It’s tough to get a phone call through to Dr. Phillip Muruthi, Chief Scientist for African Wildlife Foundation (AWF). He can be on three continents in any given week.
I just missed him in Kenya. He was incommunicado en route to Ethiopia, where I missed him again. I finally caught up with him in a New York hotel somewhere between presenting at a conference and fundraising.
After four rhinos arrived at my local zoo, I had to know more about the world they came from. I sought out the AWF because they are one of the oldest and most established wildlife conservation groups in Africa, and Dr. Muruthi has deep experience with rhino populations.
As a conservation scientist, Muruthi is at home talking about the movements of flagship species and the importance of keystone species to habitats. Yet he often finds himself in the thick of anti-poaching efforts, policing, ranger training, legal systems – that is, when he’s not fundraising, advocating, or dedicating. It all seems far from the field glasses and data logs of textbook conservation science – welcome to the world of wildlife conservation.
Updates on illegal wildlife trafficking seem to follow Dr. Muruthi wherever he goes. Even as his internal clock was juggling Ethiopia to New York, he was receiving news of poachers.
“I just got a message yesterday – somebody who had been arrested at Nairobi international airport. This guy has been transporting ivory sticks, beads, rings, bangles.”
Wildlife traffic crime doesn’t rest.
The Wildlife Wild West
From 2013- 2015, we kept hearing how both elephants and rhinos were being killed at a rate of 2 – 3 a day, driven by a heated black market for elephant tusk and rhino horn. Southeast Asia, China, and Yemen are just a few areas where demand for elephant ivory, rhino horn and pangolin scales has skyrocketed since the early 2000s. All of these animals are vulnerable species, the pangolin’s situation being most dire.
In the nation of South Africa, home to roughly 70% of the world’s rhinos and where the sale of rhino horn is now legal (since April 2017), poacher crime is a fairly common news item. The stories read like tales from the Wild West, except they’re now. I read too many of these. For instance: An informant tip leads to a shootout between law enforcement and three wildlife traffickers, leaving one trafficker dead, one captured, and one escaped.
Whether it’s a private reserve or a national park, providing security for the wildlife is a lot like funding a small army. In his talk at the Fall 2017 Wildlife Conservation Network Expo, Peter Blinston, founder of the Painted Dog Conservation in Zimbabwe, revealed that his organization spends $150,000 USD a year in anti-poaching security. This is in line with reports from private reserve owners, such as the infamous South African rhino ranch owner, John Hume.
As governments and NGOs deploy surveillance cams and trained ranger teams over reserves and parks, poachers alter their methods to avoid detection. They put a premium on killing silently and use silencers on their guns.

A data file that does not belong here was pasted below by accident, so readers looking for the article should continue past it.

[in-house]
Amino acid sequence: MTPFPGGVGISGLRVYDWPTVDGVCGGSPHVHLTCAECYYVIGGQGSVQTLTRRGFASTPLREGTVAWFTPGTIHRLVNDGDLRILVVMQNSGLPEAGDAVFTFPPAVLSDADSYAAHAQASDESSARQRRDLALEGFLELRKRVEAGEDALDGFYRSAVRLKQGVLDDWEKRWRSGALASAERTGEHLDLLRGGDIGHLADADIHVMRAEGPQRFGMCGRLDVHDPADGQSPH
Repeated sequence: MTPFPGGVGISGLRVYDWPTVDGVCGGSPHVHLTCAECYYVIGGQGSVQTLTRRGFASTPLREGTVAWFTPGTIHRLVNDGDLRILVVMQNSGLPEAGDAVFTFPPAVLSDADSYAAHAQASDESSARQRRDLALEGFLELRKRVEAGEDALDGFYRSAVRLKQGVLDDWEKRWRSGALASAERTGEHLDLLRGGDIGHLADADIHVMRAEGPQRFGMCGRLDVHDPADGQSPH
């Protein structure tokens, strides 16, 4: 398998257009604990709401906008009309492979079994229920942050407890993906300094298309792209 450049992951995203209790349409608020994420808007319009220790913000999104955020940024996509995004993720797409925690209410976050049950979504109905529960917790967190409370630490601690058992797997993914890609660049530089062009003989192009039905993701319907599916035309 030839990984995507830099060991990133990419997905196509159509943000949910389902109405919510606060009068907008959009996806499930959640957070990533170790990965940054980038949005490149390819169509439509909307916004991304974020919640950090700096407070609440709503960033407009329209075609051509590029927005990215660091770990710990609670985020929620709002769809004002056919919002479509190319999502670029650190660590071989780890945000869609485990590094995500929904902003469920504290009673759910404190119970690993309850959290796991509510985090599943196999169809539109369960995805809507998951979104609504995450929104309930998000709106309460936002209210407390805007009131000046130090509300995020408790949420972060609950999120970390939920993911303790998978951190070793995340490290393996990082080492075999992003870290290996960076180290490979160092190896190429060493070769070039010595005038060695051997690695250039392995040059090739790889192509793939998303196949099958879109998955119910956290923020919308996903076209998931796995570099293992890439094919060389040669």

“They’re using poisoning,” Muruthi adds, “even elephants in Zimbabwe, they are poisoning.”
From big export cities like Johannesburg to vast expanses of habitat in Tanzania’s Serengeti National Park or Kenya’s Maasai Mara National Reserve, solution-oriented NGOs like AWF find their mission creeping into every cranny of the poaching pipeline.
“You look at the whole chain,” Muruthi says, assessing the current status of trafficking. “There is a lot of rhino horn out there. Traffickers have become very sophisticated.”
AWF‘s long history of supporting elephant and rhino populations has led them into the heart of present-day anti-poaching efforts. When opportunity presents itself, they contribute to and cultivate intelligence networks.
“We’re not just looking at airports, roadblocks,” Dr. Muruthi recounts, “we are going to the places where intelligence is showing trafficking might be found.”
It’s a cycle, this Wild West world of trafficking. Protean intelligence rings evolve to match and outdo counter-intelligence rings as poachers and wildlife authorities compete for informants from among rangers, local farmers, lowly-paid ranch hands – anyone who might be bribed into complicity.
Since poverty and lack of opportunity fuel the poaching and killing cycle, AWF helps beef up school systems and offer training programs – ranger training, wildlife camp, tracker training, even dog handler training. It’s a pragmatic approach to bring the next generation into the conservation fold. If protecting wildlife can create career opportunities, even stability for future generations, then the intrinsic value of wildlife becomes more tangible. Finding creative ways to link economic growth with healthy habitats has become a linchpin of contemporary conservation in Africa.
Judging from the way Dr. Muruthi balances realities on the ground with a visionary mission, he seems a nimble, strategic thinker with boundless commitment. He needs this. To protect endangered wildlife, he must operate at the intersection of overlapping goals. Human, wildlife, and habitat must all benefit from the same programs and expenditures. In terms of difficulty rating, it’s probably akin to executing Triangle Pose across three horsebacks.
[Coming up in this series, how conservationists accomplish their special balancing act: part 2, Sniffer Dogs. This series is based on an interview with Dr. Phillip Muruthi of AWF about the state of rhino conservation in Africa. Among many primary sources, other resources include talks given by conservationists at recent Wildlife Conservation Network Expos.]